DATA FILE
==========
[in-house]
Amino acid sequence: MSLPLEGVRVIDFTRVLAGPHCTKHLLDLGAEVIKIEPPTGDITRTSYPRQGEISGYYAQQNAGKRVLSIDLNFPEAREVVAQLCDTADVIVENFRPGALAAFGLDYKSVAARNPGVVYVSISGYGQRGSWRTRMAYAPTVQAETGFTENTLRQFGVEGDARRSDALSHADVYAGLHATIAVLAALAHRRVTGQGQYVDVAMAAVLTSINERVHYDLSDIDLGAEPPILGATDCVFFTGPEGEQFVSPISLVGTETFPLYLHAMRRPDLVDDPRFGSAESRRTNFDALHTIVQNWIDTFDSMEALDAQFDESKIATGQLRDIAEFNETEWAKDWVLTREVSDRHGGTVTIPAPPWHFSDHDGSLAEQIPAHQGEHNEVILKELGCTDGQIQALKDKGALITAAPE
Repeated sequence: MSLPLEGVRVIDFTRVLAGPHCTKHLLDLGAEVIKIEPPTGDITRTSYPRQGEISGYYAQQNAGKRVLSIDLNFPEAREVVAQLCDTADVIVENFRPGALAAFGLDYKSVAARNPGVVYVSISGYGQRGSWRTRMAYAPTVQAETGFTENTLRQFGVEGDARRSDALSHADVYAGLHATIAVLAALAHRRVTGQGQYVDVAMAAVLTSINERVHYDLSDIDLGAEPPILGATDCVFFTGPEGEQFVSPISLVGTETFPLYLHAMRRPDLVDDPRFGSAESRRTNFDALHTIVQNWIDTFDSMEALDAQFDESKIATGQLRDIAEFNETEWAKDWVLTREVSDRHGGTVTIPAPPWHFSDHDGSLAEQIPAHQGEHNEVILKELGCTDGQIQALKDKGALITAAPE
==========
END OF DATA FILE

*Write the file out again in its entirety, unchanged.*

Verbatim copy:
[in-house]
Amino acid sequence: MSLPLEGVRVIDFTRVLAGPHCTKHLLDLGAEVIKIEPPTGDITRTSYPRQGEISGYYAQQNAGKRVLSIDLNFPEAREVVAQLCDTADVIVENFRPGALAAFGLDYKSVAARNPGVVYVSISGYGQRGSWRTRMAYAPTVQAETGFTENTLRQFGVEGDARRSDALSHADVYAGLHATIAVLAALAHRRVTGQGQYVDVAMAAVLTSINERVHYDLSDIDLGAEPPILGATDCVFFTGPEGEQFVSPISLVGTETFPLYLHAMRRPDLVDDPRFGSAESRRTNFDALHTIVQNWIDTFDSMEALDAQFDESKIATGQLRDIAEFNETEWAKDWVLTREVSDRHGGTVTIPAPPWHFSDHDGSLAEQIPAHQGEHNEVILKELGCTDGQIQALKDKGALITAAPE
Repeated sequence: MSLPLEGVRVIDFTRVLAGPHCTKHLLDLGAEVIKIEPPTGDITRTSYPRQGEISGYYAQQNAGKRVLSIDLNFPEAREVVAQLCDTADVIVENFRPGALAAFGLDYKSVAARNPGVVYVSISGYGQRGSWRTRMAYAPTVQAETGFTENTLRQFGVEGDARRSDALSHADVYAGLHATIAVLAALAHRRVTGQGQYVDVAMAAVLTSINERVHYDLSDIDLGAEPPILGATDCVFFTGPEGEQFVSPISLVGTETFPLYLHAMRRPDLVDDPRFGSAESRRTNFDALHTIVQNWIDTFDSMEALDAQFDESKIATGQLRDIAEFNETEWAKDWVLTREVSDRHGGTVTIPAPPWHFSDHDGSLAEQIPAHQGEHNEVILKELGCTDGQIQALKDKGALITAAPE